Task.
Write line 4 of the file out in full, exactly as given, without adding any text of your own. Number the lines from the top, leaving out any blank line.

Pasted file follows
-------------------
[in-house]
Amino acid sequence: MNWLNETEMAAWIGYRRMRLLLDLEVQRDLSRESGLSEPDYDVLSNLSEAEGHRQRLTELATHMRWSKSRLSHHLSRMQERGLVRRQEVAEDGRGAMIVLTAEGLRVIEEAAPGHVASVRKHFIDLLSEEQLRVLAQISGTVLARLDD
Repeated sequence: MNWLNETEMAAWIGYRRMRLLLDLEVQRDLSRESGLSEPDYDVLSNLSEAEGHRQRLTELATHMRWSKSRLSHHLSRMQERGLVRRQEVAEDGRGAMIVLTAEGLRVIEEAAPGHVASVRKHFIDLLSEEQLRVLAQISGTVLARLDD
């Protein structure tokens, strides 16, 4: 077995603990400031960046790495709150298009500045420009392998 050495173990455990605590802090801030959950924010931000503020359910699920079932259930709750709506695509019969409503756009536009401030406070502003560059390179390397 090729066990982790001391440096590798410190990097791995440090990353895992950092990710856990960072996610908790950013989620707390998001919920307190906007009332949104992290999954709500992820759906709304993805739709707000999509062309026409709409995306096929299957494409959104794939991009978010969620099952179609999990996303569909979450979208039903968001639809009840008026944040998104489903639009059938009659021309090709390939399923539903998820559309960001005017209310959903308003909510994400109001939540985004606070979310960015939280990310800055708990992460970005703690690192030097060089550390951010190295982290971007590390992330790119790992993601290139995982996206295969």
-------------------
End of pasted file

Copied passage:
């Protein structure tokens, strides 16, 4: 077995603990400031960046790495709150298009500045420009392998 050495173990455990605590802090801030959950924010931000503020359910699920079932259930709750709506695509019969409503756009536009401030406070502003560059390179390397 090729066990982790001391440096590798410190990097791995440090990353895992950092990710856990960072996610908790950013989620707390998001919920307190906007009332949104992290999954709500992820759906709304993805739709707000999509062309026409709409995306096929299957494409959104794939991009978010969620099952179609999990996303569909979450979208039903968001639809009840008026944040998104489903639009059938009659021309090709390939399923539903998820559309960001005017209310959903308003909510994400109001939540985004606070979310960015939280990310800055708990992460970005703690690192030097060089550390951010190295982290971007590390992330790119790992993601290139995982996206295969």